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LEWIS v. STEMPSON

UNITED STATES DISTRICT COURT FOR THE DISTRICT OF COLUMBIA


May 4, 1990

DONALD B. LEWIS, Petitioner,
v.
DOUGLAS STEMPSON, Respondent

George H. Revercomb, United States District Judge.

The opinion of the court was delivered by: REVERCOMB

ORDER

GEORGE H. REVERCOMB, UNITED STATES DISTRICT JUDGE.

 This matter is before the Court pursuant to petitioner's Petition for Writ of Habeas Corpus and the Respondent's Response to the Court's Order to Show Cause.

 A. Background

 Petitioner Donald B. Lewis is currently incarcerated at the Maximum Security Facility, Lorton, Virginia. He is in service of a term of imprisonment pursuant to four Superior Court of the District of Columbia, Judgment and Commitment Orders. Petitioner filed the instant action against Douglas Stempson, the administrator of the Maximum Security Facility, alleging that he has been held illegally, on administrative segregation, in cell block 3 of the Maximum Security Facility which he claims is in violation of his first, fifth and eighth amendment rights because he is being held in his cell 23 1/2 hours a day during the week and 24 hours a day on the weekend, and denied access to outside recreation, educational and religious programs. This Court dismisses the petitioner's Petition for failure to exhaust administrative remedies and mootness.

 B. Failure to Exhaust Administrative Remedies

 A prisoner in custody pursuant to a state court judgment must exhaust his state remedies before applying for a writ of habeas corpus in the federal system. 28 U.S.C. § 2254 provides, in pertinent part:

 

(b) An application for a Writ of Habeas Corpus in behalf of a person in custody pursuant to the judgment of a State court shall not be granted unless it appears that the applicant has exhausted the remedies available in the courts of the State, or that there is either an absence of available State corrective process or the existence of circumstances rendering such process ineffective to protect the rights of the prisoner.

 

(c) An applicant shall not be deemed to have exhausted the remedies available in the courts of the State, within the meaning of this section, if he has the right under the law of the State to raise, by any available procedure, the question presented.

 The District of Columbia provides the petitioner with a sufficient remedy by which to protest the lawfulness of his confinement in the first instance. D.C. Code § 16-1901 provides:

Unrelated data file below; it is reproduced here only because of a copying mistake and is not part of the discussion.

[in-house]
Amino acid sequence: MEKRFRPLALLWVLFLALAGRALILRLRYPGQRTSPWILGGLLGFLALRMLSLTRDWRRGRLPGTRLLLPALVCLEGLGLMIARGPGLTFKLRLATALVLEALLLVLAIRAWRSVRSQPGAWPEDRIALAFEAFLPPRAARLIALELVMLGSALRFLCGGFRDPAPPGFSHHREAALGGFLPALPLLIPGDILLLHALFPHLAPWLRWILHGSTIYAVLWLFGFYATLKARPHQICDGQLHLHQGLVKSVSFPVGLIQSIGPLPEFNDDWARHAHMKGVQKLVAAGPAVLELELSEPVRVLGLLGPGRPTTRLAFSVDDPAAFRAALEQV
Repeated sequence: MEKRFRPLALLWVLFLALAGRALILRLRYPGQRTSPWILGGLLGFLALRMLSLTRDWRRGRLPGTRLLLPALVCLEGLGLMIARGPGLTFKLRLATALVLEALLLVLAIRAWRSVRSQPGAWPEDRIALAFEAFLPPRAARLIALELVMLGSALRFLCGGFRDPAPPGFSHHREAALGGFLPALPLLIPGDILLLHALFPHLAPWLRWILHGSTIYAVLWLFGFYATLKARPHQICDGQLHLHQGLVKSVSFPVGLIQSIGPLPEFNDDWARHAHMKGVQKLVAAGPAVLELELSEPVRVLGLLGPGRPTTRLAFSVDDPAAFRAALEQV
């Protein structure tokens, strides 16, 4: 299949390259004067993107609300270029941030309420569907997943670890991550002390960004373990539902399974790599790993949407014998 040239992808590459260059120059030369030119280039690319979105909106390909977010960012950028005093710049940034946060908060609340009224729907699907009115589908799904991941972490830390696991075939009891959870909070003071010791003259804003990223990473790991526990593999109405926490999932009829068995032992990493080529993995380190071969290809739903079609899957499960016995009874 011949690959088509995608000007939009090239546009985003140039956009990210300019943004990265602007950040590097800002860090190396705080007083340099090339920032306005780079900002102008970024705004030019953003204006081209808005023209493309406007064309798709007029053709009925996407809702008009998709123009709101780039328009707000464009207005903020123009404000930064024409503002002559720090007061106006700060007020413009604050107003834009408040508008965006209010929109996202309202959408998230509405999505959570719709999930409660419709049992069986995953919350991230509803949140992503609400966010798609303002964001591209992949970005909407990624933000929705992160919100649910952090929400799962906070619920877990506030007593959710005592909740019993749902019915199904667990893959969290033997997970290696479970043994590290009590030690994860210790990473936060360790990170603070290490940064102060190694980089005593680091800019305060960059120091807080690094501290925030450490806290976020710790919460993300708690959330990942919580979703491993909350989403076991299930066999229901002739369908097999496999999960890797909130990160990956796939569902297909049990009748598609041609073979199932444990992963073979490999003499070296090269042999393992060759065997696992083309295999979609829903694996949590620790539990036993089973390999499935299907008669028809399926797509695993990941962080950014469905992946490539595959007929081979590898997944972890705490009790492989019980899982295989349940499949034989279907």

(a) A person committed, detained, confined, or restrained from his lawful liberty within the District, under any color or pretense whatever, or a person on his behalf, may apply by petition to the appropriate court, or a judge thereof, for a writ of habeas corpus, to the end that the cause of the commitment, detainer, confinement, or restraint may be inquired into. The court or the judge applied to, if the facts set forth in the petition make a prima facie case, shall forthwith grant the writ, directed to the officer or other person in whose custody or keeping the party so detained is returnable forthwith before the court or judge.

 

(b) Petitions for writs directed to Federal officers and employees shall be filed in the United States District Court for the District of Columbia.

 

(c) Petitions for writs directed to any other person shall be filed in the Superior Court of the District of Columbia.

 As this Court has held in other cases interpreting D.C. Code § 16-1901, "petitions must be filed with the Superior Court if the petitions are for writs directed to the D.C. Board of Parole or to Lorton prison wardens, administrators or jailors, or if the petitioner is not in federal prison for any reason -- thus including almost all cases arising from a sentence of the Superior Court." Fletcher v. Braxton, Civil Action No. 88-2866-GHR (D.D.C. Nov. 7, 1988); see also McCall v. Swain, 166 U.S. App. D.C. 214, 510 F.2d 167, 182 (D.C. Cir. 1975); Washington-El v. Thornburgh, 1990 U.S. Dist. LEXIS 19904, Civil Action No. 89-0784-GHR (D.D.C. Mar. 2, 1990); Pittman v. Ridley, Civil Action No. 89-2529-GHR (Feb. 27, 1990); Williams v. District of Columbia Board of Parole, Civil Action No. 88-1924-GHR (D.D.C. Nov. 7, 1988); Bland v. Rodgers, 332 F. Supp. 989 (D.D.C. 1971).

 It is undisputed that petitioner is a sentenced D.C. Code offender in service of a term of incarceration imposed by the District of Columbia Superior Court. Furthermore, he is serving his sentence at the Maximum Security Facility of Lorton which is maintained by the District of Columbia Department of Corrections. Accordingly, petitioner is required to make application to the Superior Court of the District of Columbia to test the legality of his confinement. Petitioner has failed to allege that he has filed any petitions, applications, or motions with respect to the instant claims.

 C. Mootness

 The relief which petitioner seeks, to be transferred from cell block three, has been provided to petitioner and accordingly his claim is moot. He is currently assigned to cell block five which is a less restrictive protective custody housing unit where he is receiving communal activities, outside recreation and, in general, a greater opportunity to be out of his cell.

 Accordingly, it hereby is

 ORDERED that petitioner's Petition for Writ of Habeas Corpus be, and the same hereby is, DISMISSED.

19900504

© 1992-2004 VersusLaw Inc.



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